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How to be a Good Tenant

How to be a Good Tenant PhotoOne has to be a good homeowner whether you are owning a house or renting. Lucky for you if you have a house to call your own. But according to the International Union of Tenants, there are about 38 million households who rent their homes. This figure was last surveyed on the year 2011.

Finding home for rentals are not that hard since the US government provides homeowner assistance. If you are one these people who rent, you should probably know by now that being a good tenant is a must for you to stay long on the place you call home.

Renting may be hard considering your financial obligations and limited freedom. But again, if you are a good tenant, it shouldn’t be much of a problem. Here’s how to be one.

Be an informed tenant

Prior to renting a house to live in, you should be aware of the contract. Read and understand the rules before you sign it. This prevents you any hassle living in that area in the future.

No pets allowed or having curfew for guests are some of the rules missed out and oftentimes broken. Contracts may also include a 3-month advance payment prior to your stay. This prevents landlords from being tricked by new tenants who just come and go.

Nonetheless, if you have understood the guidelines right from the start, maybe you can still make amendments to landlords on some regulations.

Respect begets respect

Consider your landlord and neighbors your family. Help them if you can. Create a bond by talking to them and visit them occasionally. Be considerate on the noise you are going to make if you have guests around. A noisy tenant is usually the complaint of landlords and co-tenants.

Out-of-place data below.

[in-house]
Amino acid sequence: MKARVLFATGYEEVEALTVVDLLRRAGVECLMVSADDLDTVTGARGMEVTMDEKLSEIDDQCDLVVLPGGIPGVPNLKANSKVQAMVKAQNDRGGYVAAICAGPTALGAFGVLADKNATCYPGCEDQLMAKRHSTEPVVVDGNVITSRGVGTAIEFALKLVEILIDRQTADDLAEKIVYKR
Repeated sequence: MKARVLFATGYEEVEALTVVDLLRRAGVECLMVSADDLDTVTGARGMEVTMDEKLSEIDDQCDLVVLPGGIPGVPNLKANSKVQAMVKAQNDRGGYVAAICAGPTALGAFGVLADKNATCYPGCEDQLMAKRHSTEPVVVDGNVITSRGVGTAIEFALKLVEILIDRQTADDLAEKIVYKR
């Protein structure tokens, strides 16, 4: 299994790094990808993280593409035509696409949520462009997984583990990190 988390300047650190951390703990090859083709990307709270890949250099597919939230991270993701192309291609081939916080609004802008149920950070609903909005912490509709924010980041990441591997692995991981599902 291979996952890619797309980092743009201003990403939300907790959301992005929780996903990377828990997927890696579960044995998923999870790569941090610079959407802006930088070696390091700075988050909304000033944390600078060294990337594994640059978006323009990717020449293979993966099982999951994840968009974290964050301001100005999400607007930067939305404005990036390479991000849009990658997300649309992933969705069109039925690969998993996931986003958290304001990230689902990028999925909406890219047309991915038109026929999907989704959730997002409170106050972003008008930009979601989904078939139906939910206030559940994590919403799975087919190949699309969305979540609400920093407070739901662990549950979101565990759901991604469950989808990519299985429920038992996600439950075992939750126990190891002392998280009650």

Be clean inside and out. Don’t just leave your trash anywhere and let your neighbors pick it up for you. If you have pets, consider the health situation of the people around you. Some may have dog or cat allergies, and you don’t want them to put the blame on you.

Be responsible for minor fixes

A landlord finds it annoying when a tenant calls him late at night because of a broken faucet or a clogged sink. These are things you could find a way on your own. Nevertheless, don’t fix things if you do not know how to fix it. This may just worsen the problem instead.

Pay on time

It is always the golden rule for tenants to be a responsible payer. Pay your dues on time. But if unforeseen circumstances arise, be sure to inform your landlord about your financial problem. If you can’t make it on time, tell him the reason why and maybe he will give you a month of extension. Remember that honesty is still the best policy.

If you have the chance to pay in advance, the better. In this way, you don’t have to pressure yourself on upcoming bills to pay for the next month. It is just all about proper budgeting.

To sum it all up, being a good tenant means being a responsible homeowner. When your landlord sees that you are good enough to live by your own, trust will be granted by all the people around you.